We are fans of the Arizona Republic. We also came into being due to their retreat from robust, community-oriented editorial content. Today, the Arizona Republic’s editorialists awoke from their frequent hibernation on matters local, reminding us how they can be wrong, not Wright.
Essentially, the Republic chastised the Arcadia neighborhood for its substantial opposition to a developer’s plan to commercialize the David Wright House, designed by the famed father for his son. Here is a link to the editorial.
The opposition appears to be based on the not unfounded frustration that what once seemed a noble effort to preserve and restore a house has metastasized into a commercial development ploy that would make even Donald Trump blush.
According to the Phoenix Councilman who represents the area, Sal DiCiccio, the effort to preserve this house now includes an outdoor performance venue, a “wine bar,” weddings and substantial tourist visitation levels. Just the way Mr. Frank Lloyd designed the house, Wright? Not exactly. He designed it as a peaceful retreat for his son with no commercial activity, unlike the current owner Zach Rawlings who is using Wright’s renown for an exceptional commercial development parlay.
We do have to give Mr. Rawlings credit for creativity, even if it now means any home of interest in the City of Phoenix can follow his lead for enrichment and disruption.
Maybe the Rawlings’ Austin Powers-like ingenuity is what led to the mancrush in today’s editorial It was written by a long-time scribe at the Republic well known for being a reliable tributary for Rawlings’ chief lobbyist.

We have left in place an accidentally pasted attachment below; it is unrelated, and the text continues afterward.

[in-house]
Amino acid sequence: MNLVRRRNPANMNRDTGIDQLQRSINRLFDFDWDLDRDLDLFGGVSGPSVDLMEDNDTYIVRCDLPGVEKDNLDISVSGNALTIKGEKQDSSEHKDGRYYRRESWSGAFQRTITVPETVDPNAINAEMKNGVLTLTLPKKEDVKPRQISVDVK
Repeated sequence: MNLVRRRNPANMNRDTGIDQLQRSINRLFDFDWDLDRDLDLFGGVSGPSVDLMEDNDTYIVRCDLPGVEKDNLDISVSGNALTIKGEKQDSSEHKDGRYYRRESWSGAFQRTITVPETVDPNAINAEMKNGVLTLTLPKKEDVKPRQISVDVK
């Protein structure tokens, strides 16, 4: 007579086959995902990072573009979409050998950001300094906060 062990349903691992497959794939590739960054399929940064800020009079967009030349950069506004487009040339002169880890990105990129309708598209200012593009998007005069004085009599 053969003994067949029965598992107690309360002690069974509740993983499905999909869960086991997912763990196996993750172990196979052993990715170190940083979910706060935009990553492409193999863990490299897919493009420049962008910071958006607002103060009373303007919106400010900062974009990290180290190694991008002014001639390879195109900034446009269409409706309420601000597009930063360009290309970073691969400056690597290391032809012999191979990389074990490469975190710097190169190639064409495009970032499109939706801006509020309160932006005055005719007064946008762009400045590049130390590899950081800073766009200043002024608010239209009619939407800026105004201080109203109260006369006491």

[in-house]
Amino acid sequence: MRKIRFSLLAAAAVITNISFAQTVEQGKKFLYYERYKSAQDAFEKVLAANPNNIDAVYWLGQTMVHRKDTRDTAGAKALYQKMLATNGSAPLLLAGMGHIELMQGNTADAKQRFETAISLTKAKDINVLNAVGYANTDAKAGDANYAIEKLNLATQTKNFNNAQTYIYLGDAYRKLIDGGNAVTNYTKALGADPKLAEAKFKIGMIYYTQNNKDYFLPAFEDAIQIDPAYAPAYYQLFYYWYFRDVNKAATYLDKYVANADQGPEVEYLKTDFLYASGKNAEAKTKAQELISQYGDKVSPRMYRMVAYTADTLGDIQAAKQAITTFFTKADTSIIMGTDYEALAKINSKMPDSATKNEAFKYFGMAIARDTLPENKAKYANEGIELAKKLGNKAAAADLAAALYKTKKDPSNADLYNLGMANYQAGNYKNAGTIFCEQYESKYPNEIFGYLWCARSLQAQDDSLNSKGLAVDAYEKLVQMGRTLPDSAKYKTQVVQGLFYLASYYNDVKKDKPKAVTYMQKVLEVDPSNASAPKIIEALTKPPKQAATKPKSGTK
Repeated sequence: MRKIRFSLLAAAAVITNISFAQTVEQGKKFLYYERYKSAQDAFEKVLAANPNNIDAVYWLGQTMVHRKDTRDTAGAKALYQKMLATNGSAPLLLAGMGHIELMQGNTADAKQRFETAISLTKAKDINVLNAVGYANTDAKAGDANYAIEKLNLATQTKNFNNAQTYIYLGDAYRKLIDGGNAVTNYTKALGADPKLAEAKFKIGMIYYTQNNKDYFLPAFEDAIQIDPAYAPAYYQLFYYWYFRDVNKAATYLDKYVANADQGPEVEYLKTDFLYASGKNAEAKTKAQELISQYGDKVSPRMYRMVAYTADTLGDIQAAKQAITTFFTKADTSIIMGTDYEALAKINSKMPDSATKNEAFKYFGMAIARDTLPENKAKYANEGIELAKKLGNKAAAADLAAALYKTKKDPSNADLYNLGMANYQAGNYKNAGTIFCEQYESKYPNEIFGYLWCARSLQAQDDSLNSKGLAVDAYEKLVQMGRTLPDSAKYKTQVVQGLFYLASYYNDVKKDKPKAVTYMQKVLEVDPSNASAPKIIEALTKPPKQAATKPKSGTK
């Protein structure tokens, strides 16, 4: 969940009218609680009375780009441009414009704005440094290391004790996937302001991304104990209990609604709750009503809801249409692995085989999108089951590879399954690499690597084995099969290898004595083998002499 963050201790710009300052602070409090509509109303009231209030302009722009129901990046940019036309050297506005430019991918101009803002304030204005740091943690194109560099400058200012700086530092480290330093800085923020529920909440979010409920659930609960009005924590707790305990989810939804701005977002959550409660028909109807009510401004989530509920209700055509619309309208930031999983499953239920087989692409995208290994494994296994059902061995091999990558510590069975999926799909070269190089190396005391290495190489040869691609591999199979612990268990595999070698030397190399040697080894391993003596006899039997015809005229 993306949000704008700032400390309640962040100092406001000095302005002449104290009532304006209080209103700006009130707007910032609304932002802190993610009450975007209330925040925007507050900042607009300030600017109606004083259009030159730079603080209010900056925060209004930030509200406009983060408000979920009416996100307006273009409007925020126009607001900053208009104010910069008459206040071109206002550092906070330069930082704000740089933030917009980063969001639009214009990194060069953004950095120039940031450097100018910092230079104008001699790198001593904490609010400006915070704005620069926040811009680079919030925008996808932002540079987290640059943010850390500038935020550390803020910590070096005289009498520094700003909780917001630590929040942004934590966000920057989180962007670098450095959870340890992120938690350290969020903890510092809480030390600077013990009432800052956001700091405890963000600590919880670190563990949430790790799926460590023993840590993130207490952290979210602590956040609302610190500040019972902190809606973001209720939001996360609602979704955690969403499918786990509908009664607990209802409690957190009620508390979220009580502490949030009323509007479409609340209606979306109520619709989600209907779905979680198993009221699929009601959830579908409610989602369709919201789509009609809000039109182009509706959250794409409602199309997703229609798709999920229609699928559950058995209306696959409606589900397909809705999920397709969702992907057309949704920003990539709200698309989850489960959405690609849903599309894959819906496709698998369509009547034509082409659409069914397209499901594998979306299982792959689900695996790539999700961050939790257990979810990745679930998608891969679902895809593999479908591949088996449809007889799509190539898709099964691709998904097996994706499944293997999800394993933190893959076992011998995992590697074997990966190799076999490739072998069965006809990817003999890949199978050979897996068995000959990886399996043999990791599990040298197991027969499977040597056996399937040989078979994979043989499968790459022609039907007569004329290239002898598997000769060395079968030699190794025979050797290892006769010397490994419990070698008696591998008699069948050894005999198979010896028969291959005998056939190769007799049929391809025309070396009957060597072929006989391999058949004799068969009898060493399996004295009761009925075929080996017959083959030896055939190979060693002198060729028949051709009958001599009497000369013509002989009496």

During the love letter we were regaled to Rawlings’ selflessness and ties to the Valley, with neighbors being scolded for describing him as being someone from Las Vegas. Shame on they the Republic instructed, not realizing itself Rawlings’ has apparently been registered to vote in Nevada since 2007.
While the Republic is misguided at least they are consistent, trespassing on both white-collar neighborhoods like Arcadia, and blue collar ones alike.
Flash back an Olympiad to 2011. Not too far from Arcadia, just north of McDowell and 44th Street, the same Arizona Republic suggested it was OK to turn a residential property into one for a QuikTrip. You know, the neighbor everyone would want next to its single-family home. The kind of commercial neighbor that was opposed by the lower middle-class neighborhood surrounding it. Well, it turns out Phoenix voters disagreed with impugning neighbors. In the first city-wide referendum election the position of QuikTrip and the Republic was defeated. Not by a little bit, but by a large 61%-39% margin. A key theme of the successful campaign was that if commercial development could be so inserted next to neighbors in east Phoenix it could happen to your neighborhood next.
On that same ballot something else happened showing how important it is to politically side with neighbors. Former Councilman Greg Stanton won. In a crowded field the former Councilman became a Mayor (actually it took the run-off election in November). A chief reason was the belief by many neighborhood leaders and their fellow residents that he was on their side. And that is the formula for winning most often in Phoenix.
Editorial writers like to use big words. So we’ll try to speak their language. Nescience. It means not terribly wise. While the Arizona Republic Editorial Board can be wise on many matters, it’s got the wrong vision for the wrong location in Arcadia. In this case neither the means nor the ends are justified. But that’s not just our opinion. It’s the apparent one of Mr. Wright himself who designed this particular house in splendid isolation, at peace with its surroundings, not in jarring contrast to them. With a decidedly residential setting not strident commercialism. Just like his two famed homes of Taliesin and Taliesin West. “Taliesin” means “Shining Brow.” Surely Mr. Wright would have grimaced at all the furrowed brows in Arcadia now, spawned not by a disciple but by a dissimulator.